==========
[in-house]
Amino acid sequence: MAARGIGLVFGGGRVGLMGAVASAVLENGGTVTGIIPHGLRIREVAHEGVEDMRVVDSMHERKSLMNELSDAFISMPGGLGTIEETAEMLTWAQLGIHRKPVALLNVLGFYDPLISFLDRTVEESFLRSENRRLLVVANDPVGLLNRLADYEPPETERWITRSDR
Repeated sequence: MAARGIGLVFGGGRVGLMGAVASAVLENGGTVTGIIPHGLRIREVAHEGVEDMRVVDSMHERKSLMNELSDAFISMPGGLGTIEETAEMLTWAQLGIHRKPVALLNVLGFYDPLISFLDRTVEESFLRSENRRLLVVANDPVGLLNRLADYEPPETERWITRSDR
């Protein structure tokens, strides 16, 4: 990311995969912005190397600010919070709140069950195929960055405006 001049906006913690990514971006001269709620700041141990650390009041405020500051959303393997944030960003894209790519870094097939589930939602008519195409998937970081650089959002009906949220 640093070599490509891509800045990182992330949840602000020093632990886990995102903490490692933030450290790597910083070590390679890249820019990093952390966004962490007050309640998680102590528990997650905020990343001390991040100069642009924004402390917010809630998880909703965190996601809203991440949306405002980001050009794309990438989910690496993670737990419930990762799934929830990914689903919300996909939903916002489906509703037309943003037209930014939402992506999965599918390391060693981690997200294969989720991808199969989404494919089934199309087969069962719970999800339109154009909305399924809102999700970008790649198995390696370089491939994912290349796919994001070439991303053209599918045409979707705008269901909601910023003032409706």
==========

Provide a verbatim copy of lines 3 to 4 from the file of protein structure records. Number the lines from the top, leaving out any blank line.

Repeated sequence: MAARGIGLVFGGGRVGLMGAVASAVLENGGTVTGIIPHGLRIREVAHEGVEDMRVVDSMHERKSLMNELSDAFISMPGGLGTIEETAEMLTWAQLGIHRKPVALLNVLGFYDPLISFLDRTVEESFLRSENRRLLVVANDPVGLLNRLADYEPPETERWITRSDR
């Protein structure tokens, strides 16, 4: 990311995969912005190397600010919070709140069950195929960055405006 001049906006913690990514971006001269709620700041141990650390009041405020500051959303393997944030960003894209790519870094097939589930939602008519195409998937970081650089959002009906949220 640093070599490509891509800045990182992330949840602000020093632990886990995102903490490692933030450290790597910083070590390679890249820019990093952390966004962490007050309640998680102590528990997650905020990343001390991040100069642009924004402390917010809630998880909703965190996601809203991440949306405002980001050009794309990438989910690496993670737990419930990762799934929830990914689903919300996909939903916002489906509703037309943003037209930014939402992506999965599918390391060693981690997200294969989720991808199969989404494919089934199309087969069962719970999800339109154009909305399924809102999700970008790649198995390696370089491939994912290349796919994001070439991303053209599918045409979707705008269901909601910023003032409706």